It’s been half a day since Stephen Colbert ended The Colbert Report and the way it went out is still circulating in my head. Not even today’s Mellowmas installment could purge it. And that’s a good thing, because, Christ, that was awful. I didn’t really have an idea of what special stunt Colbert would do to say goodbye, but I was positive that Jon Stewart would be involved in some capacity. And when Colbert started to sing “We’ll Meet Again” with Stewart walking on midway through the first verse, I nearly lost it. But I don’t think anybody was prepared for what came next. Dozens of celebrities who had been on the show over the years then popped up in groups to sing along, accompanied only by Randy Newman’s piano. With every new crop, you recalled their appearances over the years, from frequent guests like Neil Degrasse Tyson and Doris Kearns Goodwin to D.C. Representative Eleanor Holmes Norton to that time when Gloria Steinem did a cooking segment with Jane Fonda. The sheer number of guests …
When Luther Vandross died in 2005 a storied career ended
“Get me rewrite!” says Tom Hanks, as the winners are announced.
George Michael and Mike + the Mechanics are here it’s finally the anticipated arrival of Midi, Maxi & Efti.
“Wind Beneath My Wings” expresses a lovely sentiment: “you’re my hero, you’re everything I would like to be, whatever I am capable of doing is because of you.” If anyone ever said that to me, I’d be moved beyond measure. Unless they said it by dedicating that damn song on the radio. Almost everybody who sings it does it at a lugubrious dirge-like tempo. If you really love me, you won’t bore me to death. The song dates back to 1981, when Roger Whittaker recorded it. It first hit the charts in 1983 in a version by Lou Rawls. He was pretty much incapable of doing anything uncool, but skated dangerously close by speaking the first verse rather than singing it, only to redeem that decision by giving the rest of it his trademark swing. It’s the best version of the song, and the other big ones aren’t close. Gladys Knight and the Pips cut it that year too, under the title “Hero.” The artist who made the biggest splash with the song in 1983 …
Mike Duquette digs up crazy video crap on the Internet, like this gem warning you about not recycling, you jerk.
In the latest installment of Filminism, Kelly Stitzel discusses her favorite cinematic portrayals of female musicians.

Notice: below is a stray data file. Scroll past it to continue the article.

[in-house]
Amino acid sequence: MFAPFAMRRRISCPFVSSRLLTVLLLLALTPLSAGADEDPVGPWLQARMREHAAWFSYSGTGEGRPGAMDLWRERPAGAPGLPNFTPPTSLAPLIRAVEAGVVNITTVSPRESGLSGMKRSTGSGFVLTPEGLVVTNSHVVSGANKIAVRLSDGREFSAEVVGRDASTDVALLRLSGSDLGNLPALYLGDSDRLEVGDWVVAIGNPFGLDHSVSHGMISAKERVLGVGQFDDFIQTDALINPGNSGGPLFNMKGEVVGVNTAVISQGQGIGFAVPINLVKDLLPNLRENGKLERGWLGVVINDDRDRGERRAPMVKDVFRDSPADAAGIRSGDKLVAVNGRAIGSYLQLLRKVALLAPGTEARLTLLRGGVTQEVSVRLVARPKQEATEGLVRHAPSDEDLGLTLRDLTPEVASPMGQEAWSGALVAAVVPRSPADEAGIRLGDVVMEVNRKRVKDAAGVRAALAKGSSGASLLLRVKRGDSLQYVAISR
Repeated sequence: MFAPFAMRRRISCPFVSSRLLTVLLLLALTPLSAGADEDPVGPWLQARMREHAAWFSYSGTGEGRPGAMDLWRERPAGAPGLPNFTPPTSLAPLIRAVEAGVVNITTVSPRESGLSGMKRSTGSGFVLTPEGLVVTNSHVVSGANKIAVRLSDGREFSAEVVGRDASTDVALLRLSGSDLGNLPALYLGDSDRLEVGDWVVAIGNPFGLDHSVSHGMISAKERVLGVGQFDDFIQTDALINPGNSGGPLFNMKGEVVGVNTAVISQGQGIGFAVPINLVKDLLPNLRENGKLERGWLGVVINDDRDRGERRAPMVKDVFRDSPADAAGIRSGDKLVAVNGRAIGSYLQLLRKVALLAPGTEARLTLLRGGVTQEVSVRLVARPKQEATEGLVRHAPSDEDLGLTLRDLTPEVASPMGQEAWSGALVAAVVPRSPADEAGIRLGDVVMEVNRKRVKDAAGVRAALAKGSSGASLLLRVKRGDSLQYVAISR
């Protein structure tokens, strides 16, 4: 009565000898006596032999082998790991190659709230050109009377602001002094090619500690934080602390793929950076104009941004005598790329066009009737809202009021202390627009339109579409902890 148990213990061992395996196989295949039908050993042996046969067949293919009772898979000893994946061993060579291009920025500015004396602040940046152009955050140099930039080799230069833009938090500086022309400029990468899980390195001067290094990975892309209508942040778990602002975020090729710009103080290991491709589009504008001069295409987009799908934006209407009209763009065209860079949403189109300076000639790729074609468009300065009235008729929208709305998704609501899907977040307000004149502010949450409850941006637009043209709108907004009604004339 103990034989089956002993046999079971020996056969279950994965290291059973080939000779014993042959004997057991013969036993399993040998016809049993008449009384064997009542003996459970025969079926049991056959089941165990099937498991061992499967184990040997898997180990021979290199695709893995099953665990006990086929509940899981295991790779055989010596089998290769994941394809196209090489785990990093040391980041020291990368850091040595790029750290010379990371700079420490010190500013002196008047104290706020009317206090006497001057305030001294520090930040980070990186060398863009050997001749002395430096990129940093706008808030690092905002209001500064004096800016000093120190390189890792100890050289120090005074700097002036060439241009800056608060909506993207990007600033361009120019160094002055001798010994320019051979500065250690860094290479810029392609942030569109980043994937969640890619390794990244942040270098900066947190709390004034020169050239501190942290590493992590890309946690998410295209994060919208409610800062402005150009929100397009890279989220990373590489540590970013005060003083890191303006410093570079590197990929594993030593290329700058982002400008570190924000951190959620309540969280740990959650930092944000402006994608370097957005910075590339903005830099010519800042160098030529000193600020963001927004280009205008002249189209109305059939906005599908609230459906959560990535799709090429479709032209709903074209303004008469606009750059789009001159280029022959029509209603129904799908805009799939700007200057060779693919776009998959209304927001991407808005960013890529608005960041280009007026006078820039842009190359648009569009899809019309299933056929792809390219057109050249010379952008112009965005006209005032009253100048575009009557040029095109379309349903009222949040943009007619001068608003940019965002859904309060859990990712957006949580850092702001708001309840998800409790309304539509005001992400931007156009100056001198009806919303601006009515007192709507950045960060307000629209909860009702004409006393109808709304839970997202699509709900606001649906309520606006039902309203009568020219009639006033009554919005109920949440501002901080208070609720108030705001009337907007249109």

The relationship a woman has with her best girlfriends is unlike any other. Join Kelly Stitzel as she takes a look at some of her favorite female friendships in film.
What made Johnny Carson the late-night king? Scott Malchus takes a look in his review of a new box of Tonight Show episodes.
Robert Cass fills in for Jeff Giles this week and takes readers on a Box Office Flashback to October 29, 1996. (Rated R for vulgar language used in response to Robert’s numerous “Macarena” jokes.)
I’m going to issue you a promise — I promise to never Rickroll you again (in this series). I mean, there’s no way I could top last week’s shenanigans anyway. As a reminder to those who are just tuning in, I only leave each week’s songs up until the next week’s entry is posted. After that you’re out of luck. But as a special treat, I’m going to leave “American Memories” posted for a second week. For those who still haven’t located it, go to the very bottom of last week’s post and look for “an extra song.” Sorry, I don’t take requests, so you’ve got one more week to pick it up. As far as this week goes, M’s been such a mixed bag so far — we’ve seen some really good artists and heard a lot of rare songs, but this week we visit one of my least favorite artists of the decade. Way to kill my momentum, M! There’s a whopping 23 songs in this post. Enjoy all but the last six …
Jason Hare takes us back to 1989, when 38 Special begged for forgiveness, Peter Cetera warbled with Cher, and a “mystery artist” made it all the way to #2!